Sports have a way of pumping up one’s adrenaline. Imagine batting in the seventh game of the World Series, facing a Cy Young winner, down three runs in the bottom of the ninth inning, bases loaded, full count and two outs. Or maybe you’re a quarterback for a team down six points in the last two minutes of the Super Bowl with 80 yards to go. Can you even fathom what Michael Jordan was thinking as he was taking his shot with the championship on the line and time running out in the 1998 NBA finals?
But if you think that those situations can get your heart rate beating faster and your blood pumping more furiously, they are nothing compared to some of the actual dangers that extreme sportsmen face. When they play their sport, it is not just a mere game or championship on the line. Their lives face constant danger and one mistake may end their existence.
Still, inspite of the inherent danger, these guys still do it. They are the ultimate adrenalin junkies. They compete in one of the top ten most extreme sports in the world.
This is whitewater kayaking taken to the limit. In the 1980s, as more durable kayaks were built, extreme kayakers thought of using their ride to plunge off high waterfalls. The adrenalin rush brought about by the plunge is further increased by the thought of hitting into jagged rocks or being sucked down below the water.
2. BASE Jumping
This is the most dangerous recreational sport in the world, with one death recorded for every 2,317 jumps. Jumpers throw themselves off one of the BASE structures, meaning from a building, antenna, span or bridge, and earth or cliffs. Parachutes are then deployed for a safe landing. It is sort of similar to skydiving, only you will have a much shorter time of reacting in case a parachute fails. If the parachute does fail, death is almost a certainty.
3. Tow-In Surfing
Surfers love to drop off from the highest of waves, some of which are as tall as skyscrapers. The problem is how to get and latch onto the waves in time, as the waves move so quickly that it is extremely difficult to paddle into them. With the invention of the Jet Ski, however, the problem seems to have been solved. Surfing stars like Laird Hamilton and Dave Kalama can attest to the rush brought about by this technique. Of course, now that they are able to reach the top of the wave, they now face another problem of being thrown into sharp reefs or being held down underwater in case of a wipeout.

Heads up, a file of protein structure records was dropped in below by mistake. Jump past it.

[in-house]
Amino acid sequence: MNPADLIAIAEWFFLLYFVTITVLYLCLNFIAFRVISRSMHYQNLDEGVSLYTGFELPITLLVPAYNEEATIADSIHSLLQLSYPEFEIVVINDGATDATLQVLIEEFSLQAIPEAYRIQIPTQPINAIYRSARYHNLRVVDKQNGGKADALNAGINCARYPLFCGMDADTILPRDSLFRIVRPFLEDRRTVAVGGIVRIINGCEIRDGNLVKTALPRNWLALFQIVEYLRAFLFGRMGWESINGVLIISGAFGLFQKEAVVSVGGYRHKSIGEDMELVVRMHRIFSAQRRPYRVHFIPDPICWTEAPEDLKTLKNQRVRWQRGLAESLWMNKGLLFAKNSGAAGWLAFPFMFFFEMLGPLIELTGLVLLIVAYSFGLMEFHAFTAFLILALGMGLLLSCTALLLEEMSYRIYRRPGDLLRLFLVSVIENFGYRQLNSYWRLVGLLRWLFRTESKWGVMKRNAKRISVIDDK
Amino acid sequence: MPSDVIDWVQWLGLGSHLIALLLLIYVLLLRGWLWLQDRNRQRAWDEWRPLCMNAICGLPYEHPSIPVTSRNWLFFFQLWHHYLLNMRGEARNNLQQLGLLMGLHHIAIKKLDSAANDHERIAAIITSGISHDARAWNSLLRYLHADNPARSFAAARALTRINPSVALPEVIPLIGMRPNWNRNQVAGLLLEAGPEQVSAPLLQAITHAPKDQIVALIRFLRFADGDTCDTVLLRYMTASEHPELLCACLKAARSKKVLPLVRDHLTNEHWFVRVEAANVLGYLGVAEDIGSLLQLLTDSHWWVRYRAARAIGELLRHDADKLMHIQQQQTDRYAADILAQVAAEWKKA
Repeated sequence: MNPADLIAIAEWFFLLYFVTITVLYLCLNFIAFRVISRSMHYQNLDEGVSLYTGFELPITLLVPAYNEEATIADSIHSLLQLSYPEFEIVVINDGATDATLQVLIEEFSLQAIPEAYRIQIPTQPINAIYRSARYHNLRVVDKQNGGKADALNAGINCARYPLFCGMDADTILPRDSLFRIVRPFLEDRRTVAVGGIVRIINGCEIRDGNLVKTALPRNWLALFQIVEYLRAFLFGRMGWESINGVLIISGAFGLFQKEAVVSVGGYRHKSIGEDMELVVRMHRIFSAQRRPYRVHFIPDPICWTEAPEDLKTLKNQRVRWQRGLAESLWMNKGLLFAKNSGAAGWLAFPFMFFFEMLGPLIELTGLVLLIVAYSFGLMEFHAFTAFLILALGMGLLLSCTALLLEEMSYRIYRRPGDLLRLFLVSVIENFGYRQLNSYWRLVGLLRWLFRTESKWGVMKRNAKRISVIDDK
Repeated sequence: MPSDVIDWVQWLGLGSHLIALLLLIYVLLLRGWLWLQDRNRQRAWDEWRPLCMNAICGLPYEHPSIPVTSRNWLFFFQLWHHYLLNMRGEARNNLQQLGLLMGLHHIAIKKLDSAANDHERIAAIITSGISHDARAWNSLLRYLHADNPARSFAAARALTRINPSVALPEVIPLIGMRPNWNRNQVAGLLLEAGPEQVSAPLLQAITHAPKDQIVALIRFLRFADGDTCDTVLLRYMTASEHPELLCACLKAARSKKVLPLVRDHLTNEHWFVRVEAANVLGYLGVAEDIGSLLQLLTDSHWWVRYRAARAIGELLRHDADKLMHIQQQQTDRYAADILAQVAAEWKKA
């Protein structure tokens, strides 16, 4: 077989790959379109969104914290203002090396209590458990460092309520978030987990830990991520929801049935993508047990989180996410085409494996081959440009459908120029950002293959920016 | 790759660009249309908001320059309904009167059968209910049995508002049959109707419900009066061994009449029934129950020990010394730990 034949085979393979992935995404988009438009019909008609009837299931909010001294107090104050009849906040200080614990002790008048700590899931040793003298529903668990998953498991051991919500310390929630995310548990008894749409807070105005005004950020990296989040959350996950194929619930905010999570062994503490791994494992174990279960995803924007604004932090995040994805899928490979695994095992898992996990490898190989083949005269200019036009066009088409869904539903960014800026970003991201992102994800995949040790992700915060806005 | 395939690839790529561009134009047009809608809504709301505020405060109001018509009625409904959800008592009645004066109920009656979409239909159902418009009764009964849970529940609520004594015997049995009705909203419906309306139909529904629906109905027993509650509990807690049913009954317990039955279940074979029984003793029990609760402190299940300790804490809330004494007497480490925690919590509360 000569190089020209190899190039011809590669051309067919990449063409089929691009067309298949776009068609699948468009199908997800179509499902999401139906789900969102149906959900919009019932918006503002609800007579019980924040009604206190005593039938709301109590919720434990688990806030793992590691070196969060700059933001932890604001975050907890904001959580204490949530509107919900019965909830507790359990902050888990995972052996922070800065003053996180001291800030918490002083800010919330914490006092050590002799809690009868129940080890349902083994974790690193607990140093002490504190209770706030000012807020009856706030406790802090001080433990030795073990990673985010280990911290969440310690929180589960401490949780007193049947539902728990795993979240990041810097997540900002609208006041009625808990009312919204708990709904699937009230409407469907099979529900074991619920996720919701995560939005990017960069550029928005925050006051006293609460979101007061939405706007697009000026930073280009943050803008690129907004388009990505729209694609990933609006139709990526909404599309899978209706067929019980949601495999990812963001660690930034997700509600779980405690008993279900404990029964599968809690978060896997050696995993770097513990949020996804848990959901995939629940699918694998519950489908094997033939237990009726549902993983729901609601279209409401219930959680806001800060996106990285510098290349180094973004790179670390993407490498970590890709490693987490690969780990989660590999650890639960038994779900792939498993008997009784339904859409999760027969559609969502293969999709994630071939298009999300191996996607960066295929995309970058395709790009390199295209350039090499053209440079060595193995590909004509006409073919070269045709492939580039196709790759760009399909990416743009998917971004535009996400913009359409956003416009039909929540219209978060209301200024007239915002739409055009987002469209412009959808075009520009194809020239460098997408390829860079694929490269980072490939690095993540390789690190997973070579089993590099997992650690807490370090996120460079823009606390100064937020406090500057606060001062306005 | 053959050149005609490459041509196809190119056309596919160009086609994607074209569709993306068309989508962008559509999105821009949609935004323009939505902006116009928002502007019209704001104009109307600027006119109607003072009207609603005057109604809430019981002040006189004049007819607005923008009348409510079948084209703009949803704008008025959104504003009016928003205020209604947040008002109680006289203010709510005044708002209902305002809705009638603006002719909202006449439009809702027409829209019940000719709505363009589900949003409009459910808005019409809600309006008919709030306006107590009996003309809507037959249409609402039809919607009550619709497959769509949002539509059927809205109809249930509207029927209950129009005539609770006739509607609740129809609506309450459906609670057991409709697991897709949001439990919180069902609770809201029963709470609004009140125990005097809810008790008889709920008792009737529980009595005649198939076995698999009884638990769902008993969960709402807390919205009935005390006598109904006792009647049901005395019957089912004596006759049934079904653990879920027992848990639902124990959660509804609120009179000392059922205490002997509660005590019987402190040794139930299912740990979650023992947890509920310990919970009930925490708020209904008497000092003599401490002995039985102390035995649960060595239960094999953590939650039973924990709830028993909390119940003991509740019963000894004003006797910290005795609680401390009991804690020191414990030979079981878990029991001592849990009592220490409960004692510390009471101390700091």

4. Free Soloing
Rock climbing in itself is already a difficult sport. Imagine removing all the safety ropes, harnesses and other equipment that can aid you in case you slip up. That is what free soloing is all about. They need to be able to support their entire weight using just their fingertips and toe tips, while maintaining intense concentration lest they fall off. One tiny mistake and that’s it.
5. Wingsuit Flying
Imagine flying off a tall structure like a superhero. Wingsuit flying entails jumping off a perch and gliding down to the ground while wearing wings. These suits have an estimated glide ratio of 2.5 meters for every meter of descent. Only those with at least 200 skydives are allowed to try this sport. It is that dangerous.
6. Ice Climbing
Those who live in areas where the winter is fierce can try out ice climbing. It involves scaling formations of vertical ice, like frozen waterfalls and cliffs covered with ice. The old method used for the sport is step cutting, which entails chipping out ice with an icepick to create your own foothold. The British was able to invent in the early 20th century a device called the cramp-on, which allowed the fastening of toothed claw to the climbing boots. This has since been the basis of all advancements made in the sport. Of course, the aim is to speed up the climbing time and minimize the chance of getting numb because of the cold.
7. Volcano Surfing
This sport entails climbing up a volcano, then surfing down its side by sliding using plywood boards. The boards are reinforced by steel, metal or Formica. You can do it while sitting down, though veterans of the sport can do it upright. It sounds easy enough, until you start hitting sharp volcano rocks.
8. Cave Diving
The famous Jacques Costeau pioneered this sport. It entails diving into underwater caves. And that is where the danger lies. In case your equipment fails, the cave makes it hard to make a quick ascent to the surface. Currents in underwater caves are also notoriously unpredictable. Visibility is also a problem because any wrong move will stir up sediments and cloud the view.
We have all seen the tightrope act in the circus. Some clown will cross a high and tightly taut wire while using a balancing pole with a net below to catch him in case he makes a misstep. In highlining, the wire is also located high up in the air. But that is where the similarity ends, as in highlining, there are no balancing pole, no net to catch you in case you fall, and the wire is not stabilized and taut. Crossing a slack wire is infinitely more difficult than a tightly wound one, and combining that with the thought of the absence of a safety net, the danger level is increased exponentially.
10. Kite Skiing
As if snow skiing is not exciting enough, some extreme sportsmen have invented kite skiing. It entails the use of a traction kite and a harness to pull a skier across the snow and into the air. While this is ideal in wide-open fields or frozen lakes, there are some who have taken the sport even further and have kite skied downhill along snow-covered mountainsides.
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